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FSRH press release: FSRH issues updated guidance on use of combined hormonal contraception, the Astra Zeneca COVID-19 vaccine and risk of blood clots
Posted 12 May 2021
Date: 12 May 2021
Type: FSRH Press Releases and Statements
The Joint Committee on Vaccination and Immunisation (JCVI) has advised a preference for adults aged 30 to 39 without underlying health conditions that predispose them to severe COVID-19 infection to receive an alternative to the Oxford/AstraZeneca COVID-19 vaccine.
- Following this announcement, today we issue updated advice on safe and effective contraceptive care for users of combined hormonal contraception (the combined pill, the transdermal patch and the vaginal ring) in relation to the AstraZeneca COVID-19 vaccine and risk of blood clots.
- Our recommendation remains the same: based on current evidence and JCVI advice, we do not recommend that combined contraceptive users stop their contraception when they receive their first or second COVID-19 vaccine.
- Currently, there is no evidence that ongoing or very recent use of combined hormonal contraception affects risk of this specific type of blood clot with low platelets occurring after the first dose of the AstraZeneca COVID-19 vaccine.
Dr Sarah Hardman, Director of the Clinical Effectiveness Unit of the Faculty of Sexual and Reproductive Healthcare (FSRH), said:
“A few cases of a specific type of blood clot with low platelets have been reported after Astra Zeneca COVID-19 vaccination. The risk of this type of blood clot is very low. The JCVI recommendation follows a precautionary approach taking into account the current UK context.
“I have seen users of the combined contraceptive pill share concerns on social media about increased risk of getting blood clots after the Astra Zeneca COVID-19 vaccine because of their pill.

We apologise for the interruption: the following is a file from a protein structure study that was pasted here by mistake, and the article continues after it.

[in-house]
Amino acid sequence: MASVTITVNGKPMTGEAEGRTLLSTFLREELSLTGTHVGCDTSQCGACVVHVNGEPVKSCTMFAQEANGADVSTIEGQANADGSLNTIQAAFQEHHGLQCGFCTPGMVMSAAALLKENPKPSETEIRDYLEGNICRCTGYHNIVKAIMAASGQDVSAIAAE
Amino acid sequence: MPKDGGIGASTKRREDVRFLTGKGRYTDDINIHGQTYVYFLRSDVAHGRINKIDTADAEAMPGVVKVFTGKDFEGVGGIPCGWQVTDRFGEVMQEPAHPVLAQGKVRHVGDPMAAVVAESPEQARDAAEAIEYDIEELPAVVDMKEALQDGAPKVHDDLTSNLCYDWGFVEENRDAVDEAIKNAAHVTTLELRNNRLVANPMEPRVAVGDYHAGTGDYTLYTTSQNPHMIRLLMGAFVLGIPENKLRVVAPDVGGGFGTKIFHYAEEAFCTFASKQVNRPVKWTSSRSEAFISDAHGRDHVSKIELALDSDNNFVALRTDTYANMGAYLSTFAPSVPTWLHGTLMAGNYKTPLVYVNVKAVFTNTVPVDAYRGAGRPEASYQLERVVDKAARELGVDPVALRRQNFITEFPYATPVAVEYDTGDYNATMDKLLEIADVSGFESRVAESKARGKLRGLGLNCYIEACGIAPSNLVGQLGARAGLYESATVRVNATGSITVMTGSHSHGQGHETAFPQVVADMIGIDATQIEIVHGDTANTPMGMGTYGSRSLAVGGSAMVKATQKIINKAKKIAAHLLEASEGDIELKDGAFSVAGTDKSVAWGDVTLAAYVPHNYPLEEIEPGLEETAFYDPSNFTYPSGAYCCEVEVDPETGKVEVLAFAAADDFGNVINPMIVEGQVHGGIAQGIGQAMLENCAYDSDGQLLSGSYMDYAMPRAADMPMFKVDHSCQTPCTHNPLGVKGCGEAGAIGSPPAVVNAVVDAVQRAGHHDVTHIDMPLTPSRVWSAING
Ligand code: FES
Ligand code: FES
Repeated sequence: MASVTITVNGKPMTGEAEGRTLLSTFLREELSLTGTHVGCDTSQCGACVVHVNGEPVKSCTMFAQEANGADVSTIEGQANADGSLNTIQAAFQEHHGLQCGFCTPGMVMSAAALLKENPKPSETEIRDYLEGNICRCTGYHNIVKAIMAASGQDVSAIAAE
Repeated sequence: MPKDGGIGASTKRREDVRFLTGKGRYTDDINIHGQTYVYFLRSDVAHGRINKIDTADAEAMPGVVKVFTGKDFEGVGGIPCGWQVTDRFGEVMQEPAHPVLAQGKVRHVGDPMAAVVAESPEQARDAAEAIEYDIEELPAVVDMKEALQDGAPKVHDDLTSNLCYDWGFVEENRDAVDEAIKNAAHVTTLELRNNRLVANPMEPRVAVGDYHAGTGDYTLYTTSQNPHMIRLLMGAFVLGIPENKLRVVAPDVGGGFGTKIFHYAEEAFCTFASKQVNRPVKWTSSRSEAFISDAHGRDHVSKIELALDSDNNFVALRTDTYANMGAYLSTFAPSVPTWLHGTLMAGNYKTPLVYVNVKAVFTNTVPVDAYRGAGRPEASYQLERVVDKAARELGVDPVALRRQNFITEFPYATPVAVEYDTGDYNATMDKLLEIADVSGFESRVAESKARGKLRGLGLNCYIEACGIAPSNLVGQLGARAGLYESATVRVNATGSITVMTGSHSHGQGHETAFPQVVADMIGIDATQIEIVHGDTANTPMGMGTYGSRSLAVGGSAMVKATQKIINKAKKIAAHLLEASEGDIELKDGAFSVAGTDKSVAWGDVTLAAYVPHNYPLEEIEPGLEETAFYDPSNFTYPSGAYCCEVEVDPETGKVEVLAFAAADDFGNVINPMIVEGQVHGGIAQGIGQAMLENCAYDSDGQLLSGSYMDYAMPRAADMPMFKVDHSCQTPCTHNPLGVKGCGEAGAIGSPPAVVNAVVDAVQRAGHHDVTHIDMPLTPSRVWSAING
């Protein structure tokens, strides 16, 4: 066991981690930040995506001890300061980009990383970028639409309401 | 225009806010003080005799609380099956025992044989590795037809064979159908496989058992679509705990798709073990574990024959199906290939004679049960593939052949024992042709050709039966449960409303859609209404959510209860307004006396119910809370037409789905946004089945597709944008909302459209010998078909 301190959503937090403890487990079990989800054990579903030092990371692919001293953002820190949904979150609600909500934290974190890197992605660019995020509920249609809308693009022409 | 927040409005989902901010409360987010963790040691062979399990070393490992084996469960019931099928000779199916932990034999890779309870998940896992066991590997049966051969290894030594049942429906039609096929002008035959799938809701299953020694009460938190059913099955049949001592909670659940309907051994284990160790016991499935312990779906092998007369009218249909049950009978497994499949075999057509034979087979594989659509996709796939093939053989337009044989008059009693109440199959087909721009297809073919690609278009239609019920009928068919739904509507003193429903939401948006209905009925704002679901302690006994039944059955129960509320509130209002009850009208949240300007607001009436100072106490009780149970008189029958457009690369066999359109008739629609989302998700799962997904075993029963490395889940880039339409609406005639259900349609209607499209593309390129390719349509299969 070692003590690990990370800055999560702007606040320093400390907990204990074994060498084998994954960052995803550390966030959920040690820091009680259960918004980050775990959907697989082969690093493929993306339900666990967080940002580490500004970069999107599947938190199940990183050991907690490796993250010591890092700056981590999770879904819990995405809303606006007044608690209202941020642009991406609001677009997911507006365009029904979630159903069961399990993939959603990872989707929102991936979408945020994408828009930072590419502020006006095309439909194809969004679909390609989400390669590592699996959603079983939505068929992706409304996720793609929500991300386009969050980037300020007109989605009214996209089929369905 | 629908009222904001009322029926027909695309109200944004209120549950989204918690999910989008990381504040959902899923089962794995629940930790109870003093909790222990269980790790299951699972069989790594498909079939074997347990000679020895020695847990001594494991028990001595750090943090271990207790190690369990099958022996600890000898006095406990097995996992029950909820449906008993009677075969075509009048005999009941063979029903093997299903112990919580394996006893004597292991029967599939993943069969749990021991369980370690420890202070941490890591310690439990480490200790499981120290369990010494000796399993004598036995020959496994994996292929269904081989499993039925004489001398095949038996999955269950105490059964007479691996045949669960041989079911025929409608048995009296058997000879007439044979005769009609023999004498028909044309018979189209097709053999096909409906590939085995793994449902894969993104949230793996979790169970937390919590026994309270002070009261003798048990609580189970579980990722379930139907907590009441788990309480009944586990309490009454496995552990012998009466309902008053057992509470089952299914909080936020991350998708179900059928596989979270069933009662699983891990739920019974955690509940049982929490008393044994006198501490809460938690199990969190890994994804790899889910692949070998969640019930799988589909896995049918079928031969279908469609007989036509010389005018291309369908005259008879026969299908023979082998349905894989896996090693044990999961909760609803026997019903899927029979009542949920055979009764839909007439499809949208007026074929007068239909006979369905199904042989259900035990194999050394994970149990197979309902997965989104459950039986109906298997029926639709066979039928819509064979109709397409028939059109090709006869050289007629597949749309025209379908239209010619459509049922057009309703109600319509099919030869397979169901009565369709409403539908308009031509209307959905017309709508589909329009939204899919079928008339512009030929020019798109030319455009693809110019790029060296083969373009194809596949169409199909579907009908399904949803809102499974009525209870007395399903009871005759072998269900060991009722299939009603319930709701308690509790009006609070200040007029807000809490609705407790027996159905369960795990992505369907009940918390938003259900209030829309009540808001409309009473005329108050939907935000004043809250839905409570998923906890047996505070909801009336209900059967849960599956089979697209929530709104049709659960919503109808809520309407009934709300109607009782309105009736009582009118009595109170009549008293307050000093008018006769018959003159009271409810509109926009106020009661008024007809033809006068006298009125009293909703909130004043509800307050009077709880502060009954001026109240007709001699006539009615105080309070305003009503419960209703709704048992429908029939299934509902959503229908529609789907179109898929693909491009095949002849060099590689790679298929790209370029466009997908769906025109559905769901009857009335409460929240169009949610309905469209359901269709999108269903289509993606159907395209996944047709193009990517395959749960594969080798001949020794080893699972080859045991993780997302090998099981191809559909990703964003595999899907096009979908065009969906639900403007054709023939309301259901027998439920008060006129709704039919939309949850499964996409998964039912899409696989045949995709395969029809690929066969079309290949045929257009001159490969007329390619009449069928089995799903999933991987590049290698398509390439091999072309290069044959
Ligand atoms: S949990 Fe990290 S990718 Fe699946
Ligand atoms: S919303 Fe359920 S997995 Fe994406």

“There is a small increased risk of blood clots - but not this specific, rare type of clot with low platelets - whenever anyone uses the combined contraceptive pill, but this risk is much smaller than the risk of blood clots occurring in pregnancy. We don’t know that being on the combined contraceptive pill makes any difference at all to the risk of the rare type of blood clot with low platelets happening after the AstraZeneca COVID-19 vaccine.
“Being vaccinated protects against COVID-19 infection and the very serious health problems that it causes. The risk of being seriously ill with Covid-19 infection is much greater than any risk with the AstraZeneca vaccine and I encourage people to go for vaccination when it is offered.
“We do not recommend that combined contraceptive pill, patch or vaginal ring users stop their contraception when they receive their COVID-19 vaccination. It will not help and will put them at risk of unplanned pregnancy.
“However, if women are still concerned about the risk of blood clots in general, they can always consider switching to one of the other effective types of contraception that do not affect blood clotting risk.
“As a precaution, after their vaccine, people should look out for any symptoms of blood clots like persistent headaches, breathlessness, coughing up blood, swelling of a leg or severe abdominal pain.”
For further information, please contact: Camila Azevedo, FSRH External Affairs Manager, at email@example.com / 07379408587
Notes to Editors
- The updated FSRH guidance on the Astra Zeneca COVID-19 vaccine, combined hormonal contraception and blood clots can be found here
- The JCVI has advised a preference for adults aged 30 to 39 without underlying health conditions to receive an alternative to the Oxford/AstraZeneca vaccine – where available and only if this does not cause substantial delays in being vaccinated. This follows the decision on 7 April to offer a preference for adults aged under 30. You can read more about the JCVI announcement here.
The Faculty of Sexual and Reproductive Healthcare (FSRH) is the largest UK professional membership organisation working at the heart of sexual and reproductive health (SRH), supporting healthcare professionals to deliver high quality care. It works with its 15,000 members, to shape sexual reproductive health for all. It produces evidence-based clinical guidance, standards, training, qualifications and research into SRH. It also delivers conferences and publishes the journal BMJ Sexual & Reproductive Health in partnership with the BMJ.